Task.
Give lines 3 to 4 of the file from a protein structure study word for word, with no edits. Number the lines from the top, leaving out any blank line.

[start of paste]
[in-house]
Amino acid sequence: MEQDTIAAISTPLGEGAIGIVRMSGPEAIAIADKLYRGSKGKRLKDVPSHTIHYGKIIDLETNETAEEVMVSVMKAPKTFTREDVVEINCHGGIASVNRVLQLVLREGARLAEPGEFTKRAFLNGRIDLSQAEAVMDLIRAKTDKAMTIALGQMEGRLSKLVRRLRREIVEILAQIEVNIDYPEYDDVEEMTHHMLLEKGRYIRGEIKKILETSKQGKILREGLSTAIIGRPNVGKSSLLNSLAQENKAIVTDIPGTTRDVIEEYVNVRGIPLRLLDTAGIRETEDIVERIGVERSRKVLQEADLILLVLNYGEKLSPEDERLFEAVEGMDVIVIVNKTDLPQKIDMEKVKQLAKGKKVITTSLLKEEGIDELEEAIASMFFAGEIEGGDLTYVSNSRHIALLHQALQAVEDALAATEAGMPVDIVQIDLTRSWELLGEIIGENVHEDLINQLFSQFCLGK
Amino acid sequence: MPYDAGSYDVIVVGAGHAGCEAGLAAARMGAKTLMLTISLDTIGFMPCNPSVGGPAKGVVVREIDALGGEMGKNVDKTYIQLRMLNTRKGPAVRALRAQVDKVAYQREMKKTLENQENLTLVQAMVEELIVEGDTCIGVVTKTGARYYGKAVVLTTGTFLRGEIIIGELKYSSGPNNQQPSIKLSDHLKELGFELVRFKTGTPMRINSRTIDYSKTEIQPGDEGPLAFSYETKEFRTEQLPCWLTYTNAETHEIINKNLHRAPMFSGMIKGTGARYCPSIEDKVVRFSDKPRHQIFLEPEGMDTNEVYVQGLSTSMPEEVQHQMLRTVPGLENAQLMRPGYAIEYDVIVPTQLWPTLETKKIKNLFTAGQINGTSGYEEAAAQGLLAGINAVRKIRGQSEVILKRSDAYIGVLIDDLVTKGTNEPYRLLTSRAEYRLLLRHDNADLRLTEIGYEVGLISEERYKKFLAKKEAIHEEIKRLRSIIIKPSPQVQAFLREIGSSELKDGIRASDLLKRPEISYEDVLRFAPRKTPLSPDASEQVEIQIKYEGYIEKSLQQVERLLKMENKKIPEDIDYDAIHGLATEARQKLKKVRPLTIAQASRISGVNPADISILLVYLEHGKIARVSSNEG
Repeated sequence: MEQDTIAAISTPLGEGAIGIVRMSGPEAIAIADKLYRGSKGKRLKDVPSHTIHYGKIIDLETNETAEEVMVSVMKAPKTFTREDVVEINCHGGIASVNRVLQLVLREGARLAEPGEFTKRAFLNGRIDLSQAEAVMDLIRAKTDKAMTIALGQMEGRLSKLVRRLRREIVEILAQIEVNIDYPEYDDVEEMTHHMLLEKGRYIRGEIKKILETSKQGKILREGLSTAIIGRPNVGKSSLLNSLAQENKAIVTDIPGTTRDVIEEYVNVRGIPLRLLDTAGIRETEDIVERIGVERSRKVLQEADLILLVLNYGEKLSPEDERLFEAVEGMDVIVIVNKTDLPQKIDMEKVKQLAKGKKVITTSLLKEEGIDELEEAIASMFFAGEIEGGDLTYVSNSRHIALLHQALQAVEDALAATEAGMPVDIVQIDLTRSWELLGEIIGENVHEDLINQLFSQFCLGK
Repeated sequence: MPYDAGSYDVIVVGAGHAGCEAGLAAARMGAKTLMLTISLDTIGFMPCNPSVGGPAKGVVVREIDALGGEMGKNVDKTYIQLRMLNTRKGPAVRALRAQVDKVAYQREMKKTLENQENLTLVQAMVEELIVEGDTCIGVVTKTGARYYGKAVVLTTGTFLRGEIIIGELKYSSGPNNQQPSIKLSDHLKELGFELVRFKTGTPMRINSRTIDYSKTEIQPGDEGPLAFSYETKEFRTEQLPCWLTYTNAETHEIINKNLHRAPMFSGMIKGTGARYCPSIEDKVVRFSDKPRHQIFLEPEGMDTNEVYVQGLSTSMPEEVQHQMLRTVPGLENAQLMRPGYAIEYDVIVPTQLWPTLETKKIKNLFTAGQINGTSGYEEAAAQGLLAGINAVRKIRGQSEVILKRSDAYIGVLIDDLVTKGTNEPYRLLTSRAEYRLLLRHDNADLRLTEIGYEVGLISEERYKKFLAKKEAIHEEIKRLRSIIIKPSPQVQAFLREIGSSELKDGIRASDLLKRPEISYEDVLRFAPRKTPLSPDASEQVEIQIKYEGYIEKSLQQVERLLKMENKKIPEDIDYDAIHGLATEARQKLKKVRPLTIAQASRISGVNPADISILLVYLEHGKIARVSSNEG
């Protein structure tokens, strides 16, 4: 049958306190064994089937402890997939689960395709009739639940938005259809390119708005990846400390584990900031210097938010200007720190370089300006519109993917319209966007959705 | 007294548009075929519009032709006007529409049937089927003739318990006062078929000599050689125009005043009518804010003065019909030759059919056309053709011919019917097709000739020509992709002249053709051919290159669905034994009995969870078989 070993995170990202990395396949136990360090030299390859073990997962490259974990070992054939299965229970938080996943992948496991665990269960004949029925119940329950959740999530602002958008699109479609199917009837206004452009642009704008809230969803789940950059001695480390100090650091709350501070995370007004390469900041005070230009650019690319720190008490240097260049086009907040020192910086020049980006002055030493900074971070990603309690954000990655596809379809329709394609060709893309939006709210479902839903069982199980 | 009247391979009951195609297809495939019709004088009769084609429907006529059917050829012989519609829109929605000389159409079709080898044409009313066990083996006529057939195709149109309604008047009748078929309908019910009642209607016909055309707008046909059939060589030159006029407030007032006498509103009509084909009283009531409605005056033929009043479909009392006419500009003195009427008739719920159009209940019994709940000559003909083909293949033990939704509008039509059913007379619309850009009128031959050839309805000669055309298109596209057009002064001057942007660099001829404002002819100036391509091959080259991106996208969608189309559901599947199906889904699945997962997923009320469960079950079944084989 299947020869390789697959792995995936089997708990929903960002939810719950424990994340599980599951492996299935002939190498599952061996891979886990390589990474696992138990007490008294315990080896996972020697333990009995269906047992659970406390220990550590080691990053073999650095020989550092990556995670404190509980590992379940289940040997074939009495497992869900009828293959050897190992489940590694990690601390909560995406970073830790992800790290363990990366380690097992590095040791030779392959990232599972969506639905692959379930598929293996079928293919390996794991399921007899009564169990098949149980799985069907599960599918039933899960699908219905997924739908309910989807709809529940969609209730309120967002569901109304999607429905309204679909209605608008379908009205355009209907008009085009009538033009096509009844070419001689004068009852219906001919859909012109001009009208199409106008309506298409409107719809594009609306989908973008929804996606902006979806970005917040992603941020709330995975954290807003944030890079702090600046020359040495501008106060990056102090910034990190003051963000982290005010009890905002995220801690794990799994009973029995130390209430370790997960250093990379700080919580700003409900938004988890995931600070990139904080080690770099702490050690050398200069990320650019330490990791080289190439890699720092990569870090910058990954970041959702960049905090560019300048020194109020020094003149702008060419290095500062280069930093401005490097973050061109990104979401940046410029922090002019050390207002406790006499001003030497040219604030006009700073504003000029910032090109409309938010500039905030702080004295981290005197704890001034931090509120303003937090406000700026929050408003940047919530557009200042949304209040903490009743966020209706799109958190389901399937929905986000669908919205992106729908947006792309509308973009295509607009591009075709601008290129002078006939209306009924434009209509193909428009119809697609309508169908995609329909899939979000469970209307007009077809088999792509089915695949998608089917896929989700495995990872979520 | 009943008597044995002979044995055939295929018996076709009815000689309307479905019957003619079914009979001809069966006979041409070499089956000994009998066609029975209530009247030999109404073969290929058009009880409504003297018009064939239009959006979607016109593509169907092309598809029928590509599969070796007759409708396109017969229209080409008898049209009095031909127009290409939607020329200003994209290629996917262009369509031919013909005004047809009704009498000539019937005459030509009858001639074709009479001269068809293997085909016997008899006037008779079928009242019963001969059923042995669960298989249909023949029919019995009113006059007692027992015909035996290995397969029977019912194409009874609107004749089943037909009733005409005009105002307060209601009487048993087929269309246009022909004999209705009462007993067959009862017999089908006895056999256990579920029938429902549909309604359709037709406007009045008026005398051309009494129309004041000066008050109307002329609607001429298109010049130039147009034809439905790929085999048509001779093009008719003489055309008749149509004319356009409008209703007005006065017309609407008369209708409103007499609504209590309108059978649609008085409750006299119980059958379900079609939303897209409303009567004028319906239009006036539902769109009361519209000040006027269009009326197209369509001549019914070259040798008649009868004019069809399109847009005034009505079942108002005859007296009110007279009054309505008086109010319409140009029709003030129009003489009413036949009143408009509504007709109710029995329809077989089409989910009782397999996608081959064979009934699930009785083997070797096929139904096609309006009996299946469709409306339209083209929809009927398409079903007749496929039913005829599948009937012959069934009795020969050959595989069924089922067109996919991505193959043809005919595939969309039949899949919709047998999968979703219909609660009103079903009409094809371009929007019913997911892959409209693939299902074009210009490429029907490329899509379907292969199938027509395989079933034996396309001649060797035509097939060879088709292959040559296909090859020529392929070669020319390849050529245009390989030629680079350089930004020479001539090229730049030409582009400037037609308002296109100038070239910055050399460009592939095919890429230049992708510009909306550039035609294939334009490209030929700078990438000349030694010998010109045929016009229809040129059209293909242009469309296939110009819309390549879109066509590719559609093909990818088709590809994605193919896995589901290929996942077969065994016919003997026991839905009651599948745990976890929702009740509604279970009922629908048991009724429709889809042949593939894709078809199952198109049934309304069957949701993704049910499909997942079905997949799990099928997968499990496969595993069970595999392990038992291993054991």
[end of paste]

Amino acid sequence: MPYDAGSYDVIVVGAGHAGCEAGLAAARMGAKTLMLTISLDTIGFMPCNPSVGGPAKGVVVREIDALGGEMGKNVDKTYIQLRMLNTRKGPAVRALRAQVDKVAYQREMKKTLENQENLTLVQAMVEELIVEGDTCIGVVTKTGARYYGKAVVLTTGTFLRGEIIIGELKYSSGPNNQQPSIKLSDHLKELGFELVRFKTGTPMRINSRTIDYSKTEIQPGDEGPLAFSYETKEFRTEQLPCWLTYTNAETHEIINKNLHRAPMFSGMIKGTGARYCPSIEDKVVRFSDKPRHQIFLEPEGMDTNEVYVQGLSTSMPEEVQHQMLRTVPGLENAQLMRPGYAIEYDVIVPTQLWPTLETKKIKNLFTAGQINGTSGYEEAAAQGLLAGINAVRKIRGQSEVILKRSDAYIGVLIDDLVTKGTNEPYRLLTSRAEYRLLLRHDNADLRLTEIGYEVGLISEERYKKFLAKKEAIHEEIKRLRSIIIKPSPQVQAFLREIGSSELKDGIRASDLLKRPEISYEDVLRFAPRKTPLSPDASEQVEIQIKYEGYIEKSLQQVERLLKMENKKIPEDIDYDAIHGLATEARQKLKKVRPLTIAQASRISGVNPADISILLVYLEHGKIARVSSNEG
Repeated sequence: MEQDTIAAISTPLGEGAIGIVRMSGPEAIAIADKLYRGSKGKRLKDVPSHTIHYGKIIDLETNETAEEVMVSVMKAPKTFTREDVVEINCHGGIASVNRVLQLVLREGARLAEPGEFTKRAFLNGRIDLSQAEAVMDLIRAKTDKAMTIALGQMEGRLSKLVRRLRREIVEILAQIEVNIDYPEYDDVEEMTHHMLLEKGRYIRGEIKKILETSKQGKILREGLSTAIIGRPNVGKSSLLNSLAQENKAIVTDIPGTTRDVIEEYVNVRGIPLRLLDTAGIRETEDIVERIGVERSRKVLQEADLILLVLNYGEKLSPEDERLFEAVEGMDVIVIVNKTDLPQKIDMEKVKQLAKGKKVITTSLLKEEGIDELEEAIASMFFAGEIEGGDLTYVSNSRHIALLHQALQAVEDALAATEAGMPVDIVQIDLTRSWELLGEIIGENVHEDLINQLFSQFCLGK